A Woman’s Place is in the Corner Office

Earlier this week, HBR released a report which detailed work on the effect of female leadership at the upper echelons of organizations (read it here). In short: Organizations with greater female representation in the C-Suite and on their Boards had better profits.
These types of findings have been found before, and it’s great that a source like Harvard is now also championing it.

The authors of the report were unable to answer the question why having more women produced these results. They surmise that it could be the product of diversity (which definitely is linked to better firm performance), or a role-modeling/cultural openness effect. You can read more about those in the article.

For me, being a leadership expert, my thoughts immediately went to research that shows that women are better leaders. A researcher named Alice Eagly has completed a number of meta-analyses on the topic of leadership. A meta-analysis takes dozens of other research findings and summarizes and puts them through further statistical rigor, so results are in many ways more reliable than a single research study. In one such meta-analysis, Eagly looked at the gender differences in leadership styles (paper here). She found that women were more likely to be transformational leaders, and use another style called continent reward (this involves setting goals paired with clear rewards for achieving them and penalties for not). Both of these styles are positively associated with individual, team, and organizational performance. Men were more likely to engage in negative behaviors akin to micromanaging, looking for and penalizing errors, or just not caring about employees. Needless to say, these behaviors are negatively associated with performance (and a slew of other employee well-being factors).

So having women break through the glass ceiling is good for firm performance, and having women at all levels of your organization is good for everybody.

One final note: the positive leadership behaviors can be developed through training – more about that in a future post 😉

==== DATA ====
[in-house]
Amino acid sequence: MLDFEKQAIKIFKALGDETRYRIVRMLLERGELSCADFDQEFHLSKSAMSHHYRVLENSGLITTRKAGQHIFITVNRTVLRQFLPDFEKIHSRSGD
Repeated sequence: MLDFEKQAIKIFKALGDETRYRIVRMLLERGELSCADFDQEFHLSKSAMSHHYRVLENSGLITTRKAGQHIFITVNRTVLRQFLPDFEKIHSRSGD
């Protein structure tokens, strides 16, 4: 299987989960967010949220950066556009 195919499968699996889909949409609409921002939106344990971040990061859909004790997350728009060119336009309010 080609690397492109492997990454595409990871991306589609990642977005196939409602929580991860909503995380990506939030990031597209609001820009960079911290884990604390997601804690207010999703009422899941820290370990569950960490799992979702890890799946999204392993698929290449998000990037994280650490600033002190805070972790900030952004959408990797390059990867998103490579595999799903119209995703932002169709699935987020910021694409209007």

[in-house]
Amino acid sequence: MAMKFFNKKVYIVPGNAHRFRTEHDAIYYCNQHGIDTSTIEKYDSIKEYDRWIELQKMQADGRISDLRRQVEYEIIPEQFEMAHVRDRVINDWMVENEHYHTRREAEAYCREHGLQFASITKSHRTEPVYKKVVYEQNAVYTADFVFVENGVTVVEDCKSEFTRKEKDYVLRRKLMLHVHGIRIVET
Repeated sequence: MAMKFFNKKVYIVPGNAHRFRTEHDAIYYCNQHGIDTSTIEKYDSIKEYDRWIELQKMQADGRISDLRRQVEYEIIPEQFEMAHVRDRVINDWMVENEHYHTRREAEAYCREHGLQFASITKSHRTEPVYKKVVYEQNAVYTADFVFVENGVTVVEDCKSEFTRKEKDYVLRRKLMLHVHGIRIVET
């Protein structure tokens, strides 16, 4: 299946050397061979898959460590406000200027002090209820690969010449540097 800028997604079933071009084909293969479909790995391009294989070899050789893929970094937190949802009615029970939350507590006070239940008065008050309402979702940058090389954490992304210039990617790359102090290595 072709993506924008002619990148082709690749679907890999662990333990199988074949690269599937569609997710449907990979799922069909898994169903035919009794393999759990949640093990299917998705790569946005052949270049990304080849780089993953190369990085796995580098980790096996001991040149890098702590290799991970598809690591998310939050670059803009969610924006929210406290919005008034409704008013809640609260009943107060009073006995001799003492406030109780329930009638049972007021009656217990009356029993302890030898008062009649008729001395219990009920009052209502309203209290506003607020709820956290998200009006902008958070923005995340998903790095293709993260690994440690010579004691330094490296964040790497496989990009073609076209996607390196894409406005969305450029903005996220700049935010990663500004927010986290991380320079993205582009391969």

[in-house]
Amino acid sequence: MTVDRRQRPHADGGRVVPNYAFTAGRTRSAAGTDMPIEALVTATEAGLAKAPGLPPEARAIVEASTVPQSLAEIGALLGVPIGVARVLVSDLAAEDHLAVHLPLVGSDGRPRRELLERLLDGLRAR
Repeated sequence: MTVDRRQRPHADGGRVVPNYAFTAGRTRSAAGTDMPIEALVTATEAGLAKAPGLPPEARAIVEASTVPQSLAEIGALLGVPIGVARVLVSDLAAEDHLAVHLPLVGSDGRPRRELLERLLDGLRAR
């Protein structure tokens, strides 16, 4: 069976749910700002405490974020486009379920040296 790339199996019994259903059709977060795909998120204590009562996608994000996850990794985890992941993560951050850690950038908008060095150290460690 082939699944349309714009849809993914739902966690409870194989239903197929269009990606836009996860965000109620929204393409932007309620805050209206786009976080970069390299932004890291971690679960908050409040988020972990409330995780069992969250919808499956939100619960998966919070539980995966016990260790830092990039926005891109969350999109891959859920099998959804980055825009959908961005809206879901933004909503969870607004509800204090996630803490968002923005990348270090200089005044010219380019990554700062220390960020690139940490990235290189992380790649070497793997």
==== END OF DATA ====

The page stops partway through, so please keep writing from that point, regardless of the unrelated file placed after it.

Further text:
Smile, Sweetie.

I’ve been thinking about the act of smiling lately, probably because I watched Elf multiple times over the holidays, and as Buddy says, “Smiling’s my favorite!”.  The other reason I’ve been thinking about it is because what used to be a simple facial expression, as it turns out, is a far more complex topic than you might think.


First, the good.  Of course, there are many reasons why smiling should be your favourite.  In the workplace, smiling is related to:

  • being perceived as a better leader (more)
  • better job performance ratings (more)
  • higher pay (more)
  • a better chance of success in job interviews (more)

In general, smiling is also associated with:

  • better social relationships (more)
  • lowered stress and stress responses, like heart rate (more)
  • higher later life satisfaction (more)
  • longer lives (more)

Even more amazing, researchers have shown that there is a reciprocal relationship between smiling and positive emotions; not only do positive emotions trigger a smile, but the simple act of smiling (even if you’re not feeling it), can cause positive emotions and outcomes.  So if you’re ever feeling down, stressed, or angry, forcing yourself to smile is a great first step in getting yourself in a better mood (if you can’t force it, try repeating the letter “e” to yourself!) (more here and here).

So how on earth, you might ask, can smiling be bad?  Well, maybe when some random man on the street shouts at you to do it?  This is an unfortunately common experience of many women, one that inspired Tatyana Fazlalizadeh to start an art movement.

Research shows that people expect women to smile more.  When those expectations aren’t met, many people will attempt to correct this social deviation.  Asking an unsmiling women “are you okay?”, is one way this happens.  And of course, street harassers more blatantly point it out, making women feel victimized, unsafe, and violated.